The development and deployment of a new IT Service Management (ITSM) solution is an exciting and important challenge. It is an opportunity for an IT organization to transform the quality and consistency of the service they provide the business while maintaining “what works” and retiring “what stinks.” The starting point to achieving measurable success begins in the early stages of requirements gathering and design definition. The following are 5 tips to follow to keep you on the right track:
1. Focus on process automation, not tool design
The most sophisticated service management tool is useless to an IT organization without repeatable processes as inputs/outputs. The only purpose for any technology is to automate existing processes. If the processes are broken, the system will not fix it. This will also help you avoid the common mistake of tailoring your business to fit the tool rather than fixing your process.
2. Identify the critical business services IT supports
Every major design decision should be prefaced with the question “does that customization/configuration of the tool help us support the X business service better?” If the answer is “no,” the requirement may not be needed.
3. Do not get buried in cosmetics
Do not spend time in initial stages debating over labels and colors. The cosmetic requirements are traditionally a moving target and furthermore, are simple programmatic adjustments. Instead, concentrate on business needs. For example: need capability for power users to open service requests without ordering from the customer-facing catalog. From there, focus on the workflow, repeatable steps and simplicity for the users.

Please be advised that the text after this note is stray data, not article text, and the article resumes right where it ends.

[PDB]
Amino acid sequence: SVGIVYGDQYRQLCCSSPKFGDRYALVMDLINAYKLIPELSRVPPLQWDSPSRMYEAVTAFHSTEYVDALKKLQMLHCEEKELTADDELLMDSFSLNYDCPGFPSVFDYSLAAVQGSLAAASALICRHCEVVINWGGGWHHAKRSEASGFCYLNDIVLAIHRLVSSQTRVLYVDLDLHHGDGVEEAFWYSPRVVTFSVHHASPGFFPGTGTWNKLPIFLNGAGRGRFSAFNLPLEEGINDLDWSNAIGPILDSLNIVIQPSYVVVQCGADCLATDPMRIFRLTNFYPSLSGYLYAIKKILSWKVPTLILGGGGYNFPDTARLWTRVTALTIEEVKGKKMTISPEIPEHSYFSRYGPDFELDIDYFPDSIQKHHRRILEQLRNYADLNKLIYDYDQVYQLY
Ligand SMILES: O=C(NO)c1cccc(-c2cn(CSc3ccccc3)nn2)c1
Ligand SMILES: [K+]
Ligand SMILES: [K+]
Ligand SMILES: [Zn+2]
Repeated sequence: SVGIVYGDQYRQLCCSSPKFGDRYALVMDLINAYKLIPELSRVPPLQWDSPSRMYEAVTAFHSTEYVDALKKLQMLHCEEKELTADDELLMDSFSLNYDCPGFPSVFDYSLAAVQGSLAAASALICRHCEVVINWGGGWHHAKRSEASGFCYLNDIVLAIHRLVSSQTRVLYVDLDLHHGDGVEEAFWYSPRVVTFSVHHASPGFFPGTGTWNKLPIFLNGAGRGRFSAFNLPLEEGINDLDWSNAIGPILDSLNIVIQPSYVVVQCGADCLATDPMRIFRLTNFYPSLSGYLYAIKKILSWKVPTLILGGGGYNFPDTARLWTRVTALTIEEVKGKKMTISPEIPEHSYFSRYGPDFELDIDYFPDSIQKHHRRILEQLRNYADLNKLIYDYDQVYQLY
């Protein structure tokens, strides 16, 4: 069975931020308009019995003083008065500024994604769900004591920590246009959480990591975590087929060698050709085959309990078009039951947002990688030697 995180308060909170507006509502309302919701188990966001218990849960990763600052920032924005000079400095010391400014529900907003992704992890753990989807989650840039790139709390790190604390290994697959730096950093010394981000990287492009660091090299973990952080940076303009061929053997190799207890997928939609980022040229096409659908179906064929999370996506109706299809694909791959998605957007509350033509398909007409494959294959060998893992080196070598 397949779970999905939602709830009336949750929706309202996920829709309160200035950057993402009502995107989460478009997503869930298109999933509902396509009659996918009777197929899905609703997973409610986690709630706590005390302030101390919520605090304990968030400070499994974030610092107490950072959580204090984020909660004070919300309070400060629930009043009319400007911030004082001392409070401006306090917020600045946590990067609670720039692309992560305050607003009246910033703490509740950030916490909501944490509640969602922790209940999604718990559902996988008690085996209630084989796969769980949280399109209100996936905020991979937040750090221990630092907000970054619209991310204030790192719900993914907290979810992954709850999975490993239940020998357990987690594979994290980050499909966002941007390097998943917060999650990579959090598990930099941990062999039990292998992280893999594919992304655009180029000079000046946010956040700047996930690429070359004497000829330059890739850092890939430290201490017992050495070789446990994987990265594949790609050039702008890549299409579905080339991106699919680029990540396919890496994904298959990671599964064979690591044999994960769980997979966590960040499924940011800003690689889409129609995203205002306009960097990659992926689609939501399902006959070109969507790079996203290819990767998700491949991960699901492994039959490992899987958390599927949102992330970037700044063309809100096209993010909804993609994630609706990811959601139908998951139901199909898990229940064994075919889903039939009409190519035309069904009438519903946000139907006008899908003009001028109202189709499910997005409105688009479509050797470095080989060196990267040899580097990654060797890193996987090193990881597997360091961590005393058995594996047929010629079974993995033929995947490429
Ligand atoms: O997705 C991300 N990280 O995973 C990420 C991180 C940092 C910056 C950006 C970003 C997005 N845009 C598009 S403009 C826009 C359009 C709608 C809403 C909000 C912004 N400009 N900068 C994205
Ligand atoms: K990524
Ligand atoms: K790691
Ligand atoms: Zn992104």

4. Do not build “Current Tool 2.0”
I have facilitated many requirements and design sessions that start off with the key stakeholders criticizing the effectiveness and functionality of their current solution. We then spend the next few months attempting to rebuild the exact same system. Every proposed requirement should be challenged with a simple question: “Why do we need that?” If the answer is “because that is how we have always done it,” it may be time to make some changes.
5. Document to prove each requirement has been met
A requirements matrix should be created that maps each requirement to the design section that covers the details on how it will be developed. This matrix should be extended to map to the specific test cases documented to prove the functionality works. Not only will this provide a mechanism of testing each requirement, it will also control the emergence of late-breaking requirements that could jeopardize the build and testing phases.
Related reading: learn how ITSM elevated IT Customer Service for a premier transportation company in our ITSM Case Study (no registration required!).
About the Author
Mark Bower, Solution Architect - Evergreen Systems
Mark has more than 10 years of experience in ITIL Consulting. He is ITIL Practitioner certified, and has served as both Solution Architect and Project Manager for more than twenty-five ITSM tool and process implementations/transformations to date. Mark currently architects and leads ITSM deployments for Evergreen Systems.